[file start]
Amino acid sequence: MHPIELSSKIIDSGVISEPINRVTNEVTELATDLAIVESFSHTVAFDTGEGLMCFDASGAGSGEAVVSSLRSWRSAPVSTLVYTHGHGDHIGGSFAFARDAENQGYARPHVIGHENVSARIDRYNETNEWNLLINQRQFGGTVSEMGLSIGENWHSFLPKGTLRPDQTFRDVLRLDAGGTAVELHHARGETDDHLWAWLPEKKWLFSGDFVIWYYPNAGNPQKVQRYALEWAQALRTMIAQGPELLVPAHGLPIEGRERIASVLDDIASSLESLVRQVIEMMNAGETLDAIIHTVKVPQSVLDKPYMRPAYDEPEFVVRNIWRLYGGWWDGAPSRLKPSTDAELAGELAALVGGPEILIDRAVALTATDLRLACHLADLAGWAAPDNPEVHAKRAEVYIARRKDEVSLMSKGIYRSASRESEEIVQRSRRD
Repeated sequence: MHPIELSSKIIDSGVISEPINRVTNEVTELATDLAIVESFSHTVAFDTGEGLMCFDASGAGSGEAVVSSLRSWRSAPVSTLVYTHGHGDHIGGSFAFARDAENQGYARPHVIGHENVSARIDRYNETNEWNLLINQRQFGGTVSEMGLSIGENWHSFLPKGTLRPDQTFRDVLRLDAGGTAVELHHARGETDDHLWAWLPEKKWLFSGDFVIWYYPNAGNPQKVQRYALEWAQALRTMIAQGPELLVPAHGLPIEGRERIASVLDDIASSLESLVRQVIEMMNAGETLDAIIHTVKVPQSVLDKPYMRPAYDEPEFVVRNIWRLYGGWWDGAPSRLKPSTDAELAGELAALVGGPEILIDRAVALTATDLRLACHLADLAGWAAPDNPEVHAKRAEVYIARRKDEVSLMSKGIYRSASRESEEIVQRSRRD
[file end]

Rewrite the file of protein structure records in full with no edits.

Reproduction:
Amino acid sequence: MHPIELSSKIIDSGVISEPINRVTNEVTELATDLAIVESFSHTVAFDTGEGLMCFDASGAGSGEAVVSSLRSWRSAPVSTLVYTHGHGDHIGGSFAFARDAENQGYARPHVIGHENVSARIDRYNETNEWNLLINQRQFGGTVSEMGLSIGENWHSFLPKGTLRPDQTFRDVLRLDAGGTAVELHHARGETDDHLWAWLPEKKWLFSGDFVIWYYPNAGNPQKVQRYALEWAQALRTMIAQGPELLVPAHGLPIEGRERIASVLDDIASSLESLVRQVIEMMNAGETLDAIIHTVKVPQSVLDKPYMRPAYDEPEFVVRNIWRLYGGWWDGAPSRLKPSTDAELAGELAALVGGPEILIDRAVALTATDLRLACHLADLAGWAAPDNPEVHAKRAEVYIARRKDEVSLMSKGIYRSASRESEEIVQRSRRD
Repeated sequence: MHPIELSSKIIDSGVISEPINRVTNEVTELATDLAIVESFSHTVAFDTGEGLMCFDASGAGSGEAVVSSLRSWRSAPVSTLVYTHGHGDHIGGSFAFARDAENQGYARPHVIGHENVSARIDRYNETNEWNLLINQRQFGGTVSEMGLSIGENWHSFLPKGTLRPDQTFRDVLRLDAGGTAVELHHARGETDDHLWAWLPEKKWLFSGDFVIWYYPNAGNPQKVQRYALEWAQALRTMIAQGPELLVPAHGLPIEGRERIASVLDDIASSLESLVRQVIEMMNAGETLDAIIHTVKVPQSVLDKPYMRPAYDEPEFVVRNIWRLYGGWWDGAPSRLKPSTDAELAGELAALVGGPEILIDRAVALTATDLRLACHLADLAGWAAPDNPEVHAKRAEVYIARRKDEVSLMSKGIYRSASRESEEIVQRSRRD